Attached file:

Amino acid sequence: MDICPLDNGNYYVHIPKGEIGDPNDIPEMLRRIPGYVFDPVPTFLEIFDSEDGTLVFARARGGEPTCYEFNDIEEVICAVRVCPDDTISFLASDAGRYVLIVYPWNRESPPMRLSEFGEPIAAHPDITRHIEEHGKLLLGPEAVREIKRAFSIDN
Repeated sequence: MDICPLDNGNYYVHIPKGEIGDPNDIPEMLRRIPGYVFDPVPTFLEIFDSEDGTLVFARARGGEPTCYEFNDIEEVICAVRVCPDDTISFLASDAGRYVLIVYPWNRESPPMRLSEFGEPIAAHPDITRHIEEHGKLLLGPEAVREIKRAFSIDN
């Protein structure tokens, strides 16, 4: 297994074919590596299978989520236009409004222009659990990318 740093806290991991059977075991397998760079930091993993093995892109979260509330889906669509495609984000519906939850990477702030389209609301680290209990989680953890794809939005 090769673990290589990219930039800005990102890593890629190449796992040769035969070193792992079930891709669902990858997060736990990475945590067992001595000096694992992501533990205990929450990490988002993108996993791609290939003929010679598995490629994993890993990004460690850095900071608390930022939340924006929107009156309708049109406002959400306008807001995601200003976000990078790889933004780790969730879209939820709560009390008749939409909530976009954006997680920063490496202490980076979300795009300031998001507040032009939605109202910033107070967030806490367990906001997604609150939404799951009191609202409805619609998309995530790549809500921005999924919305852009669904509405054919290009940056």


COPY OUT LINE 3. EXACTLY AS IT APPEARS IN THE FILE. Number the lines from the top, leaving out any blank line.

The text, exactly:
């Protein structure tokens, strides 16, 4: 297994074919590596299978989520236009409004222009659990990318 740093806290991991059977075991397998760079930091993993093995892109979260509330889906669509495609984000519906939850990477702030389209609301680290209990989680953890794809939005 090769673990290589990219930039800005990102890593890629190449796992040769035969070193792992079930891709669902990858997060736990990475945590067992001595000096694992992501533990205990929450990490988002993108996993791609290939003929010679598995490629994993890993990004460690850095900071608390930022939340924006929107009156309708049109406002959400306008807001995601200003976000990078790889933004780790969730879209939820709560009390008749939409909530976009954006997680920063490496202490980076979300795009300031998001507040032009939605109202910033107070967030806490367990906001997604609150939404799951009191609202409805619609998309995530790549809500921005999924919305852009669904509405054919290009940056």